The Yardstick Case Of Pussy Riot

Avatar

Burt Likko

Pseudonymous Portlander. Homebrewer. Atheist. Recovering litigator. Recovering Republican. Recovering Catholic. Recovering divorcé. Recovering Former Editor-in-Chief of Ordinary Times. House Likko's Words: Scite Verum. Colite Iusticia. Vivere Con Gaudium.

Related Post Roulette

69 Responses

  1. Old Cold War Joke:

    American: In America, nothing would happen to me if I march up to the White House and scream “Fuck you, Ronald Reagan!”

    Russian: In Soviet Union, nothing would happen to me too if I march up to the Kremlin and scream “Fuck you, Ronald Reagan!”

    Plus ça change…Report

  2. But it seems to have not occurred to them that the best way of dealing with these protestors would have been to dismiss and ignore them.

    Indeed. Not to minimize what these young women are going through, but this whole brouhaha is giving them far more exposure than they almost certainly would have had otherwise. If that video gives an accurate impression, there were about a dozen people in the church when they staged their protest. Left alone, it would have probably seemed pretty unimpressive to most people, is my guess.Report

  3. Avatar Glyph says:

    If the video footage of the gal speaking from prison is easily viewable inside Russia, they have screwed the pooch here.

    I don’t care how ‘manly’ Putin looks, most people will side with the pretty girl. Especially the young people. I am strangely optimistic that this whole episode is growing pains.Report

  4. Avatar damon says:

    Gee, a statist gov’t smacking those they don’t like and using the “legal” system for it’s own political gain and to punnish those who disagree. Nothing like that could happen here…

    oh..wait…Report

  5. Avatar Glyph says:

    Burt, cynicism is the way to bet, but if the footage (wait for the end of the linked video, then click on the – um, striking – brunette) is as accessible and appealing to the average Russian as it was to me, Putin is toast.Report

    • Avatar Glyph in reply to Glyph says:

      ugh, this was supposed to be a reply to Burt at 12:36.Report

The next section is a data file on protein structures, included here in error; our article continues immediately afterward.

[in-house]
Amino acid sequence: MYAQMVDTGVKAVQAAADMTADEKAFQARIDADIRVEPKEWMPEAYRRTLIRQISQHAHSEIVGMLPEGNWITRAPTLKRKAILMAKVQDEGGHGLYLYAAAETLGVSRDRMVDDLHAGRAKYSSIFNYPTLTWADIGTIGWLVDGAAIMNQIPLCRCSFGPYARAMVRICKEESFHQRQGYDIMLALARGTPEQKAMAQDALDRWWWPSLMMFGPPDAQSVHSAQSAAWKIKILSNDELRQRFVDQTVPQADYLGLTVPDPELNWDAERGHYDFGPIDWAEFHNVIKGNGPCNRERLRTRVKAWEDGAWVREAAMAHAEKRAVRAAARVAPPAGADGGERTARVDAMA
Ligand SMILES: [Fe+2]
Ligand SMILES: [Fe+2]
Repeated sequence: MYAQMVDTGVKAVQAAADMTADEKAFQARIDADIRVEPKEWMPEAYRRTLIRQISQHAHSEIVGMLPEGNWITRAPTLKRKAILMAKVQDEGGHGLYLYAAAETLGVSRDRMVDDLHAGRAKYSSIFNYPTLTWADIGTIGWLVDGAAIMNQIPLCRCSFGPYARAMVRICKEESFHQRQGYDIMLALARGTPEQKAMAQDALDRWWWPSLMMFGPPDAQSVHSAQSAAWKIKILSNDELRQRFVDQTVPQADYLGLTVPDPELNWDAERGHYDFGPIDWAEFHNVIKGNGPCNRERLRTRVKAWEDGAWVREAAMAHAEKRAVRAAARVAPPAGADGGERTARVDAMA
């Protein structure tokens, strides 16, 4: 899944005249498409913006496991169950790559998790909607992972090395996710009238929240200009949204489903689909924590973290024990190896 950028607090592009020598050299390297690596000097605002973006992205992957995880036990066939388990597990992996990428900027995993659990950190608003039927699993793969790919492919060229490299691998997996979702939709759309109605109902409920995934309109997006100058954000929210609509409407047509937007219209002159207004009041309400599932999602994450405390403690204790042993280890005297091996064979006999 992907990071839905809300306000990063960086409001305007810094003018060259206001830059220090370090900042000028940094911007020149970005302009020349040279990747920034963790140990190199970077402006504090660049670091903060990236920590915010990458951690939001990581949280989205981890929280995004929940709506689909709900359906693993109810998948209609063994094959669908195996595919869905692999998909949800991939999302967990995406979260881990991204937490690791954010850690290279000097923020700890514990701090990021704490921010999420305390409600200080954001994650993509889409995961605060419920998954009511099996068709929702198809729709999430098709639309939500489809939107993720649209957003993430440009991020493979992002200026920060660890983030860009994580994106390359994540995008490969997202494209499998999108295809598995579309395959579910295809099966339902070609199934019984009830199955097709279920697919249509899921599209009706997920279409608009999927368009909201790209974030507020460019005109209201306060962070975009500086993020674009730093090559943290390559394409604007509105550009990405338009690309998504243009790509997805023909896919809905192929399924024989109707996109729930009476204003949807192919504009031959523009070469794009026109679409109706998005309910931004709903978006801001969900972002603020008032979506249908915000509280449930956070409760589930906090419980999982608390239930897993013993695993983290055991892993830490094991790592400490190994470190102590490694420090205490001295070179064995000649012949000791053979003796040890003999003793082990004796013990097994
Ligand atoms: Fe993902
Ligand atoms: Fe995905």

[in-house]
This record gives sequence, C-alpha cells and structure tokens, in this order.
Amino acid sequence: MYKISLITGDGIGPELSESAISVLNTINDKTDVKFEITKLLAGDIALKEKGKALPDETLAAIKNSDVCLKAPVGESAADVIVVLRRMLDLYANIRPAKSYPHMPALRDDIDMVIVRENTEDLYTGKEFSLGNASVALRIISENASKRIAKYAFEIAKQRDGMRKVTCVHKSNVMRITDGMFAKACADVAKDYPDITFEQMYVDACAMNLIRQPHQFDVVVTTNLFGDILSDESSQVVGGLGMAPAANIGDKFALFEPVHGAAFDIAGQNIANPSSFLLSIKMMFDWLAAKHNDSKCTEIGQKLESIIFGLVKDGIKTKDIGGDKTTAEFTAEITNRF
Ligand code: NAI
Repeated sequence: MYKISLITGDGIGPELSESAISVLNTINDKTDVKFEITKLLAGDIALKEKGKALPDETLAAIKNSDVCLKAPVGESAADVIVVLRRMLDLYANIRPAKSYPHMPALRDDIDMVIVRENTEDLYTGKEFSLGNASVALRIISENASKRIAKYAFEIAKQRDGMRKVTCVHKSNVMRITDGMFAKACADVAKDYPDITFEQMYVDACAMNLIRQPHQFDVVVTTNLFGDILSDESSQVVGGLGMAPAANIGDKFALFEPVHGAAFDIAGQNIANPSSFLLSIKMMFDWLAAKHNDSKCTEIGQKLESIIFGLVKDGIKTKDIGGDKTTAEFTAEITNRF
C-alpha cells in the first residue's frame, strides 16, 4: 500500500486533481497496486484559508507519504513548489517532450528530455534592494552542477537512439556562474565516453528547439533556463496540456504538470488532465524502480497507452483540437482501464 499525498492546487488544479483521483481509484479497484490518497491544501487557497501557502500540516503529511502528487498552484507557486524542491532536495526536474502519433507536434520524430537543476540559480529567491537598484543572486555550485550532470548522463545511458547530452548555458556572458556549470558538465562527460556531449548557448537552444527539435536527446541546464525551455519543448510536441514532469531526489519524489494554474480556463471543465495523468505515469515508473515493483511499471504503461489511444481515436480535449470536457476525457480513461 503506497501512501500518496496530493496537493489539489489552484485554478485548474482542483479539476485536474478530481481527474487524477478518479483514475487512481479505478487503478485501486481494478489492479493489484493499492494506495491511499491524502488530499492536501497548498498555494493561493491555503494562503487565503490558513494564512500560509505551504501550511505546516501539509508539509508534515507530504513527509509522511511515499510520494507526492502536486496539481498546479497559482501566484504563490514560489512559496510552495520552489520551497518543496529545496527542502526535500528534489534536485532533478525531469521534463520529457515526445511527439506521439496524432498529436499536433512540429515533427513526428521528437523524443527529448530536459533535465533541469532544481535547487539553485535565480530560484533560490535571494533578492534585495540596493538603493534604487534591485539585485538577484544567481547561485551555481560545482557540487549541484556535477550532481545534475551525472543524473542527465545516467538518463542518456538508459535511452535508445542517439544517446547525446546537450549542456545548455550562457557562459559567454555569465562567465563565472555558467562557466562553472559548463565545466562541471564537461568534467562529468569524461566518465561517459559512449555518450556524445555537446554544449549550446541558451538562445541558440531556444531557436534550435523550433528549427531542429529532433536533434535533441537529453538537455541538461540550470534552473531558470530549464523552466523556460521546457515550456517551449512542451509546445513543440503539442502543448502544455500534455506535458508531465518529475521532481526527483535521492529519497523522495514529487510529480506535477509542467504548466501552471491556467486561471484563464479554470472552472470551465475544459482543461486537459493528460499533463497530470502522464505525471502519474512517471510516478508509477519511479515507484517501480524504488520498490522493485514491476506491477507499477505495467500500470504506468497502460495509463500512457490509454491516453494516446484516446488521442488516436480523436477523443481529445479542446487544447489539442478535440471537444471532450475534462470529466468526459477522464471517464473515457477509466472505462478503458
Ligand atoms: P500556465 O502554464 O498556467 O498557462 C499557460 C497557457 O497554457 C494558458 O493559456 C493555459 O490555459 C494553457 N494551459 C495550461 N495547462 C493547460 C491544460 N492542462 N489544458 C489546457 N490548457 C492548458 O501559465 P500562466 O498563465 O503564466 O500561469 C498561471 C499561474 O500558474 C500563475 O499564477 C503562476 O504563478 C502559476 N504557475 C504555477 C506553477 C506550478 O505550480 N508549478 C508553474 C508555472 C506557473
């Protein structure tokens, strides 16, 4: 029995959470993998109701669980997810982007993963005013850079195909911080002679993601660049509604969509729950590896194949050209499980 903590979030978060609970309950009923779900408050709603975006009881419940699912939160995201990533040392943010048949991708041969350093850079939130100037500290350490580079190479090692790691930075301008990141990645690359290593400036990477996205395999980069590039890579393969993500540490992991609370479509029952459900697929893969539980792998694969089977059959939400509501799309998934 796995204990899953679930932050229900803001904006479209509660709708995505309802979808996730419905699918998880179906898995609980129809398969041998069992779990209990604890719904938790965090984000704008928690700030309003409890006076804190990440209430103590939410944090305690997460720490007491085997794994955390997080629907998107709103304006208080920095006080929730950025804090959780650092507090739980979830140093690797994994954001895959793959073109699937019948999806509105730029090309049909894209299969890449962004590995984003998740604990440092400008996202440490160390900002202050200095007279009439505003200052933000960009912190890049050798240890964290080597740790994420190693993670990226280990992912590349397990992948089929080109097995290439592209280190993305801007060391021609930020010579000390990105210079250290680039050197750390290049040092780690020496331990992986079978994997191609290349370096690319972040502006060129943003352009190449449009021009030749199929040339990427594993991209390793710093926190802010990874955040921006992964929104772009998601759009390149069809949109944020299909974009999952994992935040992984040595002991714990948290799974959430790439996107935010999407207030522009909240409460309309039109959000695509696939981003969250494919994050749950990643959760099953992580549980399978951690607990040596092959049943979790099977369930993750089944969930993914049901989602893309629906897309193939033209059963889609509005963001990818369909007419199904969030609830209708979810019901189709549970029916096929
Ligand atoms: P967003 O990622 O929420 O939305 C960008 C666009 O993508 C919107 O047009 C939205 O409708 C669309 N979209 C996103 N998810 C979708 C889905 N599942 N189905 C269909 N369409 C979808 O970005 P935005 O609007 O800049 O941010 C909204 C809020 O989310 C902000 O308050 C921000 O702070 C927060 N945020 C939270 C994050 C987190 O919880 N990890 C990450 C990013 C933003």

• Avatar Vertov in reply to Glyph says:

        The idea that Russians will just see the pretty girls and tilt to them to more liberalized notions of justice sounds way too much like the old “DEMOCRACY WHISKEY SEXY” thing from the Iraq War, this idea that non-Westerners will see our enlightened attitudes toward sex, freedom, music, lifestyle, etc., like what they see, and automatically side with us. My link below suggests its more complicated than that.

        The hippies had pretty chicks, and that didn’t sway the whole country to their side.Report

        • Avatar Burt Likko in reply to Vertov says:

          A quibble: Russians are “Westerners,” wouldn’t you agree? Ethnic Russians, Byelorussians, and Ukranians are descended from Scandinavian explorers and settlers, so they look like other Europeans. While the Russians are right to see their nation as its own center of geopolitical, cultural, and economic gravity, Russia’s dominant cultural and economic linkages to the outside world (e.g., Christianity) are significantly stronger to Europe than they are to Asia.

          The lesson here is that just because one is generally of the European cultural milleu, does not necessarily mean that one embraces the values of liberalism. European culture gave birth to fascism, communism, and monarchy by divine right too.Report

          • Avatar MikeSchilling in reply to Burt Likko says:

            Ethnic Russians, Byelorussians, and Ukranians are descended from Scandinavian explorers and settlers,

            To some extent, but mostly from the same Slavic roots as Poles, Czechs, Slovaks, etc, who also look like other Europeans, because they are, in fact, Europeans.Report

        • Avatar Glyph in reply to Vertov says:

          I’d argue that the hippies made very significant changes to the country, many of them good; and that the pretty chicks were a large part of the how/why of that.

          They are not siding with us (there are no American divisions in Moscow AFAIK); they are siding with (Russian) youth and beauty and freedom, over old and ugly and authoritarian.

          I could be wrong & overly optimistic (this is rare for me). But I think the long-term trend will bear this out regardless of what happens in this particular case. Even if these young women are locked away for a long time, they will become martyrs to their contemporaries.Report